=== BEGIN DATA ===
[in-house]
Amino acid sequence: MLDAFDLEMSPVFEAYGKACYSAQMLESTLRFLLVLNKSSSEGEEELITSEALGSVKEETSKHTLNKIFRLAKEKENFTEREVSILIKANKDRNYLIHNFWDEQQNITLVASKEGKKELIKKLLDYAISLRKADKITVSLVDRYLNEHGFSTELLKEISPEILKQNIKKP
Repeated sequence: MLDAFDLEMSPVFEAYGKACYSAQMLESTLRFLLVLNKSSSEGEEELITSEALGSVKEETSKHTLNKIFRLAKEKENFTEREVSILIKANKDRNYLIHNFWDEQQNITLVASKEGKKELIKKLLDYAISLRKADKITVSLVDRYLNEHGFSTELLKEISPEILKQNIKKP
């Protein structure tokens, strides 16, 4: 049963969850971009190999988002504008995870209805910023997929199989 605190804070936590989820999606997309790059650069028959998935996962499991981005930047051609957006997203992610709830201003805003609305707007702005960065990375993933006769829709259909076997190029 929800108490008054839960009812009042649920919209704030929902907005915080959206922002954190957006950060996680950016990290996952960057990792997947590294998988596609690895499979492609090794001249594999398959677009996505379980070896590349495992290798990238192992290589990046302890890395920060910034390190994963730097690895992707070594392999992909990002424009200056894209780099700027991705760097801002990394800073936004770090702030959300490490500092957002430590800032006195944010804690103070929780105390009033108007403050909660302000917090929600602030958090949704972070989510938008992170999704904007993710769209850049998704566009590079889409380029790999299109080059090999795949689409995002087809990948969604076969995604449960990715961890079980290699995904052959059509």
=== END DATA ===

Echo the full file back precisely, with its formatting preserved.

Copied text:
[in-house]
Amino acid sequence: MLDAFDLEMSPVFEAYGKACYSAQMLESTLRFLLVLNKSSSEGEEELITSEALGSVKEETSKHTLNKIFRLAKEKENFTEREVSILIKANKDRNYLIHNFWDEQQNITLVASKEGKKELIKKLLDYAISLRKADKITVSLVDRYLNEHGFSTELLKEISPEILKQNIKKP
Repeated sequence: MLDAFDLEMSPVFEAYGKACYSAQMLESTLRFLLVLNKSSSEGEEELITSEALGSVKEETSKHTLNKIFRLAKEKENFTEREVSILIKANKDRNYLIHNFWDEQQNITLVASKEGKKELIKKLLDYAISLRKADKITVSLVDRYLNEHGFSTELLKEISPEILKQNIKKP
């Protein structure tokens, strides 16, 4: 049963969850971009190999988002504008995870209805910023997929199989 605190804070936590989820999606997309790059650069028959998935996962499991981005930047051609957006997203992610709830201003805003609305707007702005960065990375993933006769829709259909076997190029 929800108490008054839960009812009042649920919209704030929902907005915080959206922002954190957006950060996680950016990290996952960057990792997947590294998988596609690895499979492609090794001249594999398959677009996505379980070896590349495992290798990238192992290589990046302890890395920060910034390190994963730097690895992707070594392999992909990002424009200056894209780099700027991705760097801002990394800073936004770090702030959300490490500092957002430590800032006195944010804690103070929780105390009033108007403050909660302000917090929600602030958090949704972070989510938008992170999704904007993710769209850049998704566009590079889409380029790999299109080059090999795949689409995002087809990948969604076969995604449960990715961890079980290699995904052959059509």